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Help investor's to save $82 per week

 

Encourage them to claim depreciation deductions.




       


 


Owners of properties which are income producing are eligible for significant taxation benefits.


According to Bradley Beer, the Managing Director of BMT Tax Depreciation, research shows that 80% of property investors are failing to take full advantage of property depreciation and are missing out on thousands of dollars in their pockets.


“On average, property investor’s can claim between $5,000 and $10,000 in depreciation deductions in the first financial year,” said Bradley


Despite this, depreciation is often missed because it is a non-cash deduction and an investor does not need to spend money to claim it.


As a building gets older, items wear out - they depreciate. The Australian Taxation Office (ATO) allows property owners to claim this depreciation as a deduction. Investment property owners are entitled to claim depreciation as capital works deductions for the structure of the building (walls, floors, roofs) and for the plant and equipment assets contained within the property.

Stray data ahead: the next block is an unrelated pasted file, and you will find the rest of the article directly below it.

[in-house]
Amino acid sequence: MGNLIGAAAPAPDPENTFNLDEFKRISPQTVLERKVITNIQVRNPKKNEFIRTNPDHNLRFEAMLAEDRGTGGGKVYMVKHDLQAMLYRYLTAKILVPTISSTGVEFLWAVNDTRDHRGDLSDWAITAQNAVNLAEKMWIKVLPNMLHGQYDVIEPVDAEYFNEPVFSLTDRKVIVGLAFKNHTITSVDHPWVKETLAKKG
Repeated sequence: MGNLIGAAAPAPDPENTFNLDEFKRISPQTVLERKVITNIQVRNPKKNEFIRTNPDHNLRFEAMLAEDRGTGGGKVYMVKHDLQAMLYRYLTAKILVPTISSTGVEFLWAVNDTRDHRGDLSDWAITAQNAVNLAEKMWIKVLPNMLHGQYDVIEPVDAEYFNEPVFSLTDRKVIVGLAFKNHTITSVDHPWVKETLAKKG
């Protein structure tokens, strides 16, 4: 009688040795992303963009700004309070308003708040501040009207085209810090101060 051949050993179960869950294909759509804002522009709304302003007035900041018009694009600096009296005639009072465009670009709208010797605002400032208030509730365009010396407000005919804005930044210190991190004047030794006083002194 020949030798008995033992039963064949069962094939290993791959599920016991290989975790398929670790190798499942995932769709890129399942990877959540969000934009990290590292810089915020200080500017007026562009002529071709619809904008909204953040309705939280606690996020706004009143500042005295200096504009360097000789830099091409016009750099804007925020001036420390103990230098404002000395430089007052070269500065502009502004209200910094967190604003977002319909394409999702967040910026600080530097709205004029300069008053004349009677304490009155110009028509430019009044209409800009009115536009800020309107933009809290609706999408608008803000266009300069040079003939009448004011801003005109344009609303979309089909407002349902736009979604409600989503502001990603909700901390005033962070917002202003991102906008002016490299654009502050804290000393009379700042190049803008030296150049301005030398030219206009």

The below example demonstrates how depreciation claims are calculated and how by informing your clients about the difference it makes them, you can help them to boost their cash flow.


Depreciation: An investor profile


An investor has purchased a property for $420,000 and is receiving $490 per week in rent for a total income of $25,480 per annum. The estimated expenses for the property include interest, rates and management fees, which total $32,000 per annum. The following scenario shows the investor’s cash flow with and without depreciation. A typical $420,000 unit will depreciate by around $11,500 in the first full financial year.



In this example, the investor uses property depreciation to go from a negative cash flow scenario, paying out $79 per week, to a positive cash flow scenario, earning $3 per week on the property. By claiming depreciation this investor will save $4,255 for the year.


 


 


 




28th-June-2014